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Mercedes-Benz Celebrates 130 Years of Racing History | ClassicCars.com Journal

Mercedes-Benz has an illustrious motorsports history, dating back to the first race considered to be a world event, the 1894 Paris to Rouen race organized by the magazine Le Petit Journal.

Mercedes didn’t compete in the race directly. Mercedes as a brand wouldn’t surface until early the following century. However, some competing cars ran engines licensed from Daimler, which would later become Mercedes, including the winner of the race, a Peugeot Type 7 piloted by Albert Lemaître.

The Peugeot wasn’t the first car to cross the finish line, though. That honor went to a steam-powered car driven by Jules-Albert de Dion, though the steam car’s result was disqualified as it required a stoker, which was against the rules.

A year later, another car powered by a Daimler-licensed engine won the first timed car race, which ran from Paris to Bordeaux.

Peugeot with a Daimler-licensed engine that won the 1894 Paris to Rouen race

It wouldn’t be long until the first Mercedes-branded cars were on the track. The first was the Mercedes 35 HP, which in 1901 was driven by Wilhelm Werner to victory in several races near Nice in the south of France.

In 1906, the first French Grand Prix was held, marking the start of the grand prix format. The prize for that race was 45,000 French francs, the equivalent of 13 kilograms of gold. A Mercedes first won the event in 1908, and again in 1914.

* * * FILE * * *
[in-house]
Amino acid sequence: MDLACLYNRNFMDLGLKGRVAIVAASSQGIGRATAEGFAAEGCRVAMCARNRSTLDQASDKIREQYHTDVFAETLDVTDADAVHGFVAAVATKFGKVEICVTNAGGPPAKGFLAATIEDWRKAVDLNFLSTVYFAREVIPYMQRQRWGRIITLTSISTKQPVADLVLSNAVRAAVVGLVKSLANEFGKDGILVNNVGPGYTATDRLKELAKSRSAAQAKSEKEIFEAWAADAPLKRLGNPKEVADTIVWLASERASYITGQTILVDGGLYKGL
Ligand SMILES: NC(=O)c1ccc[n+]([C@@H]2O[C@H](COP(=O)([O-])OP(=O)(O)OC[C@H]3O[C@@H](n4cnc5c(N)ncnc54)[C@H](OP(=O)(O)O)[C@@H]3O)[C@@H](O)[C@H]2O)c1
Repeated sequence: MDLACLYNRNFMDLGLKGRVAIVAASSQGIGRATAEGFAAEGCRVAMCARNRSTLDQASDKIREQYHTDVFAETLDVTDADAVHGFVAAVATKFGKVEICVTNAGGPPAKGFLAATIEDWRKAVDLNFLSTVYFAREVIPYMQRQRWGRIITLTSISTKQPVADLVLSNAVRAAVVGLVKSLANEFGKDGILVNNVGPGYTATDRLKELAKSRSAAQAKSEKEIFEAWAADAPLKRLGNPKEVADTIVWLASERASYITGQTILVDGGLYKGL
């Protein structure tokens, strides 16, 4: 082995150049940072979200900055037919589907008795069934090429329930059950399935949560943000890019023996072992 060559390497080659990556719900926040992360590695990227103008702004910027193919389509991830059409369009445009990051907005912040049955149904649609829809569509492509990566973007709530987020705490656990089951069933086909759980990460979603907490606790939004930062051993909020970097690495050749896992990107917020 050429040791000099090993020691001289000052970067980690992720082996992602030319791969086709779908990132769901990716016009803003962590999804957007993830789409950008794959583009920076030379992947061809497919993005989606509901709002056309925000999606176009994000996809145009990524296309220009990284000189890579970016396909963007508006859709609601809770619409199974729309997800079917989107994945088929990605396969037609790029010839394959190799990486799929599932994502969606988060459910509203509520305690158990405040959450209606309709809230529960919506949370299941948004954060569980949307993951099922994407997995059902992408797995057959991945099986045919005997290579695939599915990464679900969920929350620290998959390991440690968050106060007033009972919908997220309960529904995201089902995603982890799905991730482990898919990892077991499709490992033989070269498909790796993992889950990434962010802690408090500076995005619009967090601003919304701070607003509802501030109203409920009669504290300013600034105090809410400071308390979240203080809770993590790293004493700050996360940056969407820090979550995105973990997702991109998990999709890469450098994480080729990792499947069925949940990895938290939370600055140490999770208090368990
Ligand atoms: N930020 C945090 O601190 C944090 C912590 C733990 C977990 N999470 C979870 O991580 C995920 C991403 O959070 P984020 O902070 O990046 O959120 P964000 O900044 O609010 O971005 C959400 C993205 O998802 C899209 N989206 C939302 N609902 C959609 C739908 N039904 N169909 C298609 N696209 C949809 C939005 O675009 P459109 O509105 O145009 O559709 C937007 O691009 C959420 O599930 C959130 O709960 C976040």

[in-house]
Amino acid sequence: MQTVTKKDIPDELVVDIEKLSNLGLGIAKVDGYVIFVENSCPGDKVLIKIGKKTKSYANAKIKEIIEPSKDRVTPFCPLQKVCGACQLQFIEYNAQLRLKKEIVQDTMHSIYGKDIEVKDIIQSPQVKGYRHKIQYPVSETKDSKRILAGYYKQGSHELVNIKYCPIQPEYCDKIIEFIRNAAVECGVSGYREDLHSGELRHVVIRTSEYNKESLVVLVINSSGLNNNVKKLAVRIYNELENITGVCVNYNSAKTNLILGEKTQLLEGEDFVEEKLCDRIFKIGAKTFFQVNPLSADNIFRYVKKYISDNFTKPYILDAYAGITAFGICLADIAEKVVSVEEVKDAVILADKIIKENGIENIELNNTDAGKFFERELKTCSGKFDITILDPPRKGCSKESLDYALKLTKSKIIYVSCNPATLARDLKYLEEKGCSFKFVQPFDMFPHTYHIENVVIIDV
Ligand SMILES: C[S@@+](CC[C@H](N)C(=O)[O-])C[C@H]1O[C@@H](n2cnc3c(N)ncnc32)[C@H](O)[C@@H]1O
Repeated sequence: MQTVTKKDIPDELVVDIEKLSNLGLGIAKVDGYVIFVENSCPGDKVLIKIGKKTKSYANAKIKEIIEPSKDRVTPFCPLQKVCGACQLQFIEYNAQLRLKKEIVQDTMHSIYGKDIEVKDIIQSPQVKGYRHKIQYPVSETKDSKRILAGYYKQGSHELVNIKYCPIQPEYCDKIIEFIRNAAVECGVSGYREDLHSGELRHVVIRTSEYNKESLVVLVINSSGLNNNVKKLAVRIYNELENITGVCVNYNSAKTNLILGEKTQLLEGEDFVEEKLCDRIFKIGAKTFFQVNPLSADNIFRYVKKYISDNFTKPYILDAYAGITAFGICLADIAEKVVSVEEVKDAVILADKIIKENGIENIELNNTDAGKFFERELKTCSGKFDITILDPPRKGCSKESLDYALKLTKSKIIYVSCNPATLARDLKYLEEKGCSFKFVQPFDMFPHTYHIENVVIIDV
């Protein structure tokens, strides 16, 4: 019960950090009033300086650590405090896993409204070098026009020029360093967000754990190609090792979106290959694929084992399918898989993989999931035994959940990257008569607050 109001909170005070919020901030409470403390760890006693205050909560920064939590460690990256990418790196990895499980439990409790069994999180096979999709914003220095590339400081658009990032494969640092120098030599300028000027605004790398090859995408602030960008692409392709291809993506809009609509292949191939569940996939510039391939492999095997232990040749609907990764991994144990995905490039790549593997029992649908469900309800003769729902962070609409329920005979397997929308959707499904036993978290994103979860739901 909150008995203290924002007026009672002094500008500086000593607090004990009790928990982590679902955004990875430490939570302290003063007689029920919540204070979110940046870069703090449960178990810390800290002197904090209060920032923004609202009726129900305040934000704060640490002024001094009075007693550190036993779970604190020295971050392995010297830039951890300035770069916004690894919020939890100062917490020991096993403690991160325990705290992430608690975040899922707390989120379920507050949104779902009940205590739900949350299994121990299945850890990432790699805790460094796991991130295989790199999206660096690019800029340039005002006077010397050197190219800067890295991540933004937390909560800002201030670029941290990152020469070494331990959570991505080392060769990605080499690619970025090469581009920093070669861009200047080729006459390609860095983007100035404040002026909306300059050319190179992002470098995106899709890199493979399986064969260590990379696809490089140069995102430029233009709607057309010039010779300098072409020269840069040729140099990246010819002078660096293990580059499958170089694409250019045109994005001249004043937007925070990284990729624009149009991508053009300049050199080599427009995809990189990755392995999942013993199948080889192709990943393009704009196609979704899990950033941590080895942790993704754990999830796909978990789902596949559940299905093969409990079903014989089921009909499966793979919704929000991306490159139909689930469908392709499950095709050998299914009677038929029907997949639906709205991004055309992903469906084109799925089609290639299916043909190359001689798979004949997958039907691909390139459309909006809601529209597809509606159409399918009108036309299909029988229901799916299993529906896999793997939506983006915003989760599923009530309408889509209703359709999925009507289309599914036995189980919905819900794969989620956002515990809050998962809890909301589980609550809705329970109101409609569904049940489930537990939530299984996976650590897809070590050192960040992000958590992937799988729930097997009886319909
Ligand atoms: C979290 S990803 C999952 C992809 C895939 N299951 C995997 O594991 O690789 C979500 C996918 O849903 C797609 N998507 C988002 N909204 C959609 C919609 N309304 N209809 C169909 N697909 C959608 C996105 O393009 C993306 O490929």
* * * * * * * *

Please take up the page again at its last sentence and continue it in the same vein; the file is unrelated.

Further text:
Eventually, Mercedes entered additional prestigious events, including the Targa Florio in Sicily, and multiple other grands prix races that sprung up around Europe. There was a pause in racing during the Second World War, but Mercedes made a comeback in 1952 with the 300 SL. The car proved successful that year in the 24 Hours of Le Mans, Carrera Panamericana, and a major race at the Nürburgring.

The oldest SL: a 1952 Mercedes 300SL, chassis number 002

Shortly after, Mercedes began competing in Formula 1 with the W196. Legendary driver Juan Manuel Fangio was crowned the F1 world champion in 1954 and 1955 while driving for Mercedes.

In the 1960s, Hans Werner Aufrecht and Erhard Melcher and their engineering company, AMG, entered the picture. They prepared Mercedes production cars for racing duty, and quickly found success, particularly in those early years with the 300 SEL 6.8 in events like the 24 Hours of Spa.

Other partnerships were formed, including with Sauber in Group C racing and F1, as well as with McLaren in F1. A crucial move was Mercedes acquiring the Brawn GP F1 team in 2010, which was followed starting in 2014 with successive championship titles thanks to the efforts of Lewis Hamilton and Nico Rosberg. The team has racked up seven drivers’ and eight constructors’ titles, and will continue to hunt for more.

HIGH-RES GALLERY: Mercedes-Benz in motorsports throughout the years

This article was originally published by Motor Authority, an editorial partner of ClassicCars.com



This article was originally published by a journal.classiccars.com . Read the Original article here. .

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